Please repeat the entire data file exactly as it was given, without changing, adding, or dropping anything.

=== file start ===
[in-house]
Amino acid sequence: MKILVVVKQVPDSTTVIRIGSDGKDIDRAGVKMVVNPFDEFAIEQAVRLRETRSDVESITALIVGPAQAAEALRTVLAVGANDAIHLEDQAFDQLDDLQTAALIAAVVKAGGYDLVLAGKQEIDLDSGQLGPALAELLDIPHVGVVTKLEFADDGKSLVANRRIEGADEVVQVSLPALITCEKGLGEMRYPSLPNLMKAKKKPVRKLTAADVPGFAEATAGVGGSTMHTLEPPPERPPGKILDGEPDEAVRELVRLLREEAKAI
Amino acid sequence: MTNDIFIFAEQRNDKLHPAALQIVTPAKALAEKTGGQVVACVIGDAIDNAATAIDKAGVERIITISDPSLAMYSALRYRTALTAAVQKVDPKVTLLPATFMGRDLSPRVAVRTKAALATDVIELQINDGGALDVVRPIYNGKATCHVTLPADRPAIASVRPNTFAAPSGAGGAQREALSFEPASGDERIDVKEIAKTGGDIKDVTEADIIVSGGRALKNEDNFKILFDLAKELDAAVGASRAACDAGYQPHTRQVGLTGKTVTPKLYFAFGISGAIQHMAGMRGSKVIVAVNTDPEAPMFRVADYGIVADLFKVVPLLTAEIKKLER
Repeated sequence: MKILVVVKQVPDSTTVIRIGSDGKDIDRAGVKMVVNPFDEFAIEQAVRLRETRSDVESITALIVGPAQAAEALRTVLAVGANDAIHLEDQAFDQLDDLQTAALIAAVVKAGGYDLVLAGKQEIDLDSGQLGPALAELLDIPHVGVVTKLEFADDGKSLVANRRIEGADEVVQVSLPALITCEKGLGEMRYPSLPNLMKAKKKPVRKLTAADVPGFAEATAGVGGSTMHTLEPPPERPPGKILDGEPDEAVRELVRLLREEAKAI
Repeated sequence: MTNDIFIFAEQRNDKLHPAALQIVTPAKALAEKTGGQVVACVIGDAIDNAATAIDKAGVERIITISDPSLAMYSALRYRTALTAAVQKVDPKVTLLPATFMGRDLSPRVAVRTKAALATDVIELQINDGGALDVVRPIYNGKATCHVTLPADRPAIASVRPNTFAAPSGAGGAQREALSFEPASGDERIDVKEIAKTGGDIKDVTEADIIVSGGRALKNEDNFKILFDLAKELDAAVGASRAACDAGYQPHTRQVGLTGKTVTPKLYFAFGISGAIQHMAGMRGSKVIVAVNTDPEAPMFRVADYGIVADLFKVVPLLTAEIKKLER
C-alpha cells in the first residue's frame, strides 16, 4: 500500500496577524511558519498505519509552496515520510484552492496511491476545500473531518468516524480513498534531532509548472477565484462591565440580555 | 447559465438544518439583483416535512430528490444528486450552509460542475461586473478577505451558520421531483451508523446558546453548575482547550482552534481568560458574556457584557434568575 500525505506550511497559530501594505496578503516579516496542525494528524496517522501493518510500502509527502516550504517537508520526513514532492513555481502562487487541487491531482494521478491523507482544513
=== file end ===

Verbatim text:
[in-house]
Amino acid sequence: MKILVVVKQVPDSTTVIRIGSDGKDIDRAGVKMVVNPFDEFAIEQAVRLRETRSDVESITALIVGPAQAAEALRTVLAVGANDAIHLEDQAFDQLDDLQTAALIAAVVKAGGYDLVLAGKQEIDLDSGQLGPALAELLDIPHVGVVTKLEFADDGKSLVANRRIEGADEVVQVSLPALITCEKGLGEMRYPSLPNLMKAKKKPVRKLTAADVPGFAEATAGVGGSTMHTLEPPPERPPGKILDGEPDEAVRELVRLLREEAKAI
Amino acid sequence: MTNDIFIFAEQRNDKLHPAALQIVTPAKALAEKTGGQVVACVIGDAIDNAATAIDKAGVERIITISDPSLAMYSALRYRTALTAAVQKVDPKVTLLPATFMGRDLSPRVAVRTKAALATDVIELQINDGGALDVVRPIYNGKATCHVTLPADRPAIASVRPNTFAAPSGAGGAQREALSFEPASGDERIDVKEIAKTGGDIKDVTEADIIVSGGRALKNEDNFKILFDLAKELDAAVGASRAACDAGYQPHTRQVGLTGKTVTPKLYFAFGISGAIQHMAGMRGSKVIVAVNTDPEAPMFRVADYGIVADLFKVVPLLTAEIKKLER
Repeated sequence: MKILVVVKQVPDSTTVIRIGSDGKDIDRAGVKMVVNPFDEFAIEQAVRLRETRSDVESITALIVGPAQAAEALRTVLAVGANDAIHLEDQAFDQLDDLQTAALIAAVVKAGGYDLVLAGKQEIDLDSGQLGPALAELLDIPHVGVVTKLEFADDGKSLVANRRIEGADEVVQVSLPALITCEKGLGEMRYPSLPNLMKAKKKPVRKLTAADVPGFAEATAGVGGSTMHTLEPPPERPPGKILDGEPDEAVRELVRLLREEAKAI
Repeated sequence: MTNDIFIFAEQRNDKLHPAALQIVTPAKALAEKTGGQVVACVIGDAIDNAATAIDKAGVERIITISDPSLAMYSALRYRTALTAAVQKVDPKVTLLPATFMGRDLSPRVAVRTKAALATDVIELQINDGGALDVVRPIYNGKATCHVTLPADRPAIASVRPNTFAAPSGAGGAQREALSFEPASGDERIDVKEIAKTGGDIKDVTEADIIVSGGRALKNEDNFKILFDLAKELDAAVGASRAACDAGYQPHTRQVGLTGKTVTPKLYFAFGISGAIQHMAGMRGSKVIVAVNTDPEAPMFRVADYGIVADLFKVVPLLTAEIKKLER
C-alpha cells in the first residue's frame, strides 16, 4: 500500500496577524511558519498505519509552496515520510484552492496511491476545500473531518468516524480513498534531532509548472477565484462591565440580555 | 447559465438544518439583483416535512430528490444528486450552509460542475461586473478577505451558520421531483451508523446558546453548575482547550482552534481568560458574556457584557434568575 500525505506550511497559530501594505496578503516579516496542525494528524496517522501493518510500502509527502516550504517537508520526513514532492513555481502562487487541487491531482494521478491523507482544513